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Heaven's Cry - Primal Power Addiction CD (album) cover


Heaven's Cry


Progressive Metal

3.33 | 15 ratings

From, the ultimate progressive rock music website

The T
Special Collaborator
Honorary Collaborator
3 stars HEAVEN'S CRY surely is an original band. They play a very unique brand of progressive-metal that doesn't rely exclusively on riffs and that puts a lot of emphasis on textures. They have three guitars playing at all times, creating amazing harmonies that are this band's best feature. Their song structures are not completely regular, and even though the band never seems to try to show-off their abilities, they have a very distinct tech-metal sound at times. Their focus on short and concise songs rather than on long epics give them the possibility to create complex tracks without ever making them sound boring. They love odd-time signatures, and the rhythm section tends to show constant funk influences here and there. It's, overall, a pretty outstanding group.

If we were to talk about what they sound like, here we would have to discard, unlike in most progressive-metal bands, DREAM THEATER. The influence may exist, but it never shows. Neither does any hint of QUEENSRYCHE. If we had to pick the one founder of the prog-metal genre HEAVEN'S CRY sounds the most like, it would definitely be FATES WARNING, even though it would be quite a stretch, as they ultimately don't sound the same. This Canadian band, as said before, sounds a little bit like SPIRAL ARCHITECT but without all the complications and (at times) nonsense displays of virtuosism. ICE AGE, another unknown prog-metal band (which sadly disappeared after showing a lot of promise and releasing two great albums) would be a good comparison, but whereas that group sounded much more like the traditional prog-metal names, HEAVEN'S CRY adds a lot of external influences. I'm constantly reminded throughout the record of grunge music, and there are moments where the vocal harmonies strike a big resemblance to ALICE IN CHAINS. Going back to progland, another huge influence seems to be PAIN OF SALVATION, and in many of the vocals, NEAL MORSE.

Most songs here don't rely on memorable riffs to survive. The band starts most tracks with rather obscure riffs, and build upon them adding layer after layer of guitars and harmonies. Their guitar work is their best feature and we have to applaud them for it. The atmospheric intros to "Remembrance" and "One of Twentyfour" are perfect examples of that. But surely the most amazing moment in the album must be the strangely ambiguous, somewhat dissonant and captivatingly jazzy intro to "Divisions".

So what is not to like in "Primal Power Addiction"? for all the sheer brilliance of the guitar work, the band finds it difficult to write truly memorable songs. For my taste at least, music can't survive only on harmony. Melody is vital, and it's somewhat missing here in this album. There are no songs that stuck in my mind even after repeated listens. The problem may lie in the fact that the band avoids adhering to the usual structures, but even more so in the fact that the melodies are not at all memorable, and that most songs sound alike. The riffs are interesting but lack character, and the rhythm of the tracks is pretty similar; the singing doesn't help matters and we're left with a collection of extremely-well-played songs with incredible textures that, sadly, fail to leave any everlasting impression on the listener, and that sound too similar to each other.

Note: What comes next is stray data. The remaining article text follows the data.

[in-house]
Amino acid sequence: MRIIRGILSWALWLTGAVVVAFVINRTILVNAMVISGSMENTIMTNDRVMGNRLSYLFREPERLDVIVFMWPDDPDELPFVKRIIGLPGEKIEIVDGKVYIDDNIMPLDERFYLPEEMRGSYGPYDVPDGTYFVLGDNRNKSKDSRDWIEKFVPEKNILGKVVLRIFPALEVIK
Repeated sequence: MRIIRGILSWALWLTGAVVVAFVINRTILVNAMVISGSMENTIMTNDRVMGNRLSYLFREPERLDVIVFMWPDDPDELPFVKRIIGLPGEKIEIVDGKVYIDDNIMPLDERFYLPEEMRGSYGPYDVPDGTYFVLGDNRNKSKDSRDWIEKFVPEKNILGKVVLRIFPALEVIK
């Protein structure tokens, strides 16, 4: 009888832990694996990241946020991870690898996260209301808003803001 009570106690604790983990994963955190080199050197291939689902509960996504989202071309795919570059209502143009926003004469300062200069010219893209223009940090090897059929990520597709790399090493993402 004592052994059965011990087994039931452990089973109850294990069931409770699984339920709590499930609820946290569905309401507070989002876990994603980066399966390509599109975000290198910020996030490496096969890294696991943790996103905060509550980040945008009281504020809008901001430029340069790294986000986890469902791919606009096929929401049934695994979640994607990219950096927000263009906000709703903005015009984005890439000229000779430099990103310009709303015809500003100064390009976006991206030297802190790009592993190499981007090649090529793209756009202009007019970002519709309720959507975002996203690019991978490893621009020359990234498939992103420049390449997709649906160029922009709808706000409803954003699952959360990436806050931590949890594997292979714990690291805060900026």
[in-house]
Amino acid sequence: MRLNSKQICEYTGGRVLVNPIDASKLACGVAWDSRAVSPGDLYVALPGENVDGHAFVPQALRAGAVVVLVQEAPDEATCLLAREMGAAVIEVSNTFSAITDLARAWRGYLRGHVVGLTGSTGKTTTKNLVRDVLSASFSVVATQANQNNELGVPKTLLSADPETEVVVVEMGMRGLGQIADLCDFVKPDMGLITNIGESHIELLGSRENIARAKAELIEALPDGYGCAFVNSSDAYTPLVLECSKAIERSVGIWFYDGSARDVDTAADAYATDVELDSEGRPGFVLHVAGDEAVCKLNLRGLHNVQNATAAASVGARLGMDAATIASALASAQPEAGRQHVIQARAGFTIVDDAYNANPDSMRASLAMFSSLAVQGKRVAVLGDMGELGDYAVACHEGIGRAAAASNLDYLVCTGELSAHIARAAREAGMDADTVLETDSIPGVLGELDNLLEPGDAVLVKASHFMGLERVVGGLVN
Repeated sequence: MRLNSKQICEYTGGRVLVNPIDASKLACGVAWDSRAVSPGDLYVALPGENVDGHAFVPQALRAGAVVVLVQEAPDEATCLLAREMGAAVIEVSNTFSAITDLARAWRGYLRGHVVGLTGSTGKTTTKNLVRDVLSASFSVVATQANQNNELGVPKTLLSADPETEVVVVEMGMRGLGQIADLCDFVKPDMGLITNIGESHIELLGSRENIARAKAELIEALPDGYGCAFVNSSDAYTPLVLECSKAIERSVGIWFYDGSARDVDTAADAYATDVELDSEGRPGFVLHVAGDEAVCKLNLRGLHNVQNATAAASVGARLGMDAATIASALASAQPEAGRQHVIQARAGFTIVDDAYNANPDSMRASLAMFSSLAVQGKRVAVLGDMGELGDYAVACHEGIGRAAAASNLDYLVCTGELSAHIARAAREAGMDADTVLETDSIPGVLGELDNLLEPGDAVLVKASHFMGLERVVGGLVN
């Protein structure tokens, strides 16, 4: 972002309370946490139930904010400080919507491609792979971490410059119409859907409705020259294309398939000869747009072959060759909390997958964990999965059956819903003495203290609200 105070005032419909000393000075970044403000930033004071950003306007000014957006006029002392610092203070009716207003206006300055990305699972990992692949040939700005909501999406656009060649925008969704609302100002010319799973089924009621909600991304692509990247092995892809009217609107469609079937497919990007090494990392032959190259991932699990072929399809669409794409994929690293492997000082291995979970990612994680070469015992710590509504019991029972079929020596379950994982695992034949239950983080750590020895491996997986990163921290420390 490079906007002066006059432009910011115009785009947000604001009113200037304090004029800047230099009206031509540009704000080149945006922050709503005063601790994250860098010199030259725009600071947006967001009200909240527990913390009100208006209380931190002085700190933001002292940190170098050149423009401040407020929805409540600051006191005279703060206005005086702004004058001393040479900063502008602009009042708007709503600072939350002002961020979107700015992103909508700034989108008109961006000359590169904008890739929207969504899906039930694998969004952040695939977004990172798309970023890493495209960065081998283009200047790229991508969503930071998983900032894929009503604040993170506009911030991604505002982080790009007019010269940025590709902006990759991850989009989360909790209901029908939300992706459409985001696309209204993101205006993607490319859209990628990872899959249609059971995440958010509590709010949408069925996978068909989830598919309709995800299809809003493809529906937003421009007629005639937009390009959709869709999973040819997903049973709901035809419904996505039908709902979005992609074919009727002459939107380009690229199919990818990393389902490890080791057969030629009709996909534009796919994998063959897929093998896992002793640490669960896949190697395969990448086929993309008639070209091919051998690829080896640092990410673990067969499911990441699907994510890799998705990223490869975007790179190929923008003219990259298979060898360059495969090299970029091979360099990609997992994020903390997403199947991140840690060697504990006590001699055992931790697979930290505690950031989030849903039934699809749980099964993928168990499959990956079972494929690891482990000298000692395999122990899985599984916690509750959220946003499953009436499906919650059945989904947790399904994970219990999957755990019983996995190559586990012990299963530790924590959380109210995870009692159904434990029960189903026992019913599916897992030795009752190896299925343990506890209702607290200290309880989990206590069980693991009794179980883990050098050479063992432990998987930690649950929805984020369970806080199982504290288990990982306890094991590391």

About the musicians a word we can say: they're terrific. All three guitarists create a intricate texture full of colors and sound and also are capable of some displays of amazing technique. The bass is always a star in this record, and the drums are quite original and demand virtuosity. St. Jean's vocals owe a little to Daniel Gildenlow of PAIN OF SALVATION, but also a little to singers like NEAL MORSE. For further proof, checking the "High Moral Ground" or "Paradigm" would be source for good evidence. His voice, while versatile, is not really that melodic, and it contributes to make the record a somewhat dull experience.

All in all, a very, very interesting record from a purely musical point of view. The three-guitar work and the uniqueness of the music surely deserve commendation. But the lack of any hook or at least memorable moments make "Primal Power Addiction" a somewhat dry experience. When the only likeable tune in the record is a cover (a very weak version of MIDNIGHT'S OIL "Beds are Burning", harmed by the awful funkiness of the drummer in that track), it's clear that the band could still use some time to improve their songwriting while keeping the fantastic elements like the harmonic work. For the quality of the music, it gets a 4. My experience with the album was not successful from a personal point of view, and I bring the rating down to a 3.

It's still recommended to anybody looking for original and truly progressive prog-metal. But ratings reflect taste, and HEAVEN'S CRY is not my kind of addiction.

The T | 3/5 |


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